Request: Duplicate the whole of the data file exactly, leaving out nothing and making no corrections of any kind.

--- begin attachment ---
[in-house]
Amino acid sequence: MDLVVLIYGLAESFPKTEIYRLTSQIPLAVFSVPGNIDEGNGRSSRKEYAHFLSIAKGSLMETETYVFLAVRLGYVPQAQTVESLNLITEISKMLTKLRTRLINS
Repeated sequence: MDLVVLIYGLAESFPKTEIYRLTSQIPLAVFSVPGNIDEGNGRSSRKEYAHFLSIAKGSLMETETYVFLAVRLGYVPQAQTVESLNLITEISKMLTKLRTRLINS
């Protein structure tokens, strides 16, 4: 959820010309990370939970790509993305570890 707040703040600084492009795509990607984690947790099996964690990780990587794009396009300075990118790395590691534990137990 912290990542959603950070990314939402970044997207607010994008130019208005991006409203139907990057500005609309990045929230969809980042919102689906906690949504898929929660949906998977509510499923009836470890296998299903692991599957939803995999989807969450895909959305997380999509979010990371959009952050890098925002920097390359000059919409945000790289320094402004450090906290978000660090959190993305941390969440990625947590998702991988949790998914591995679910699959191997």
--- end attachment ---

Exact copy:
[in-house]
Amino acid sequence: MDLVVLIYGLAESFPKTEIYRLTSQIPLAVFSVPGNIDEGNGRSSRKEYAHFLSIAKGSLMETETYVFLAVRLGYVPQAQTVESLNLITEISKMLTKLRTRLINS
Repeated sequence: MDLVVLIYGLAESFPKTEIYRLTSQIPLAVFSVPGNIDEGNGRSSRKEYAHFLSIAKGSLMETETYVFLAVRLGYVPQAQTVESLNLITEISKMLTKLRTRLINS
């Protein structure tokens, strides 16, 4: 959820010309990370939970790509993305570890 707040703040600084492009795509990607984690947790099996964690990780990587794009396009300075990118790395590691534990137990 912290990542959603950070990314939402970044997207607010994008130019208005991006409203139907990057500005609309990045929230969809980042919102689906906690949504898929929660949906998977509510499923009836470890296998299903692991599957939803995999989807969450895909959305997380999509979010990371959009952050890098925002920097390359000059919409945000790289320094402004450090906290978000660090959190993305941390969440990625947590998702991988949790998914591995679910699959191997």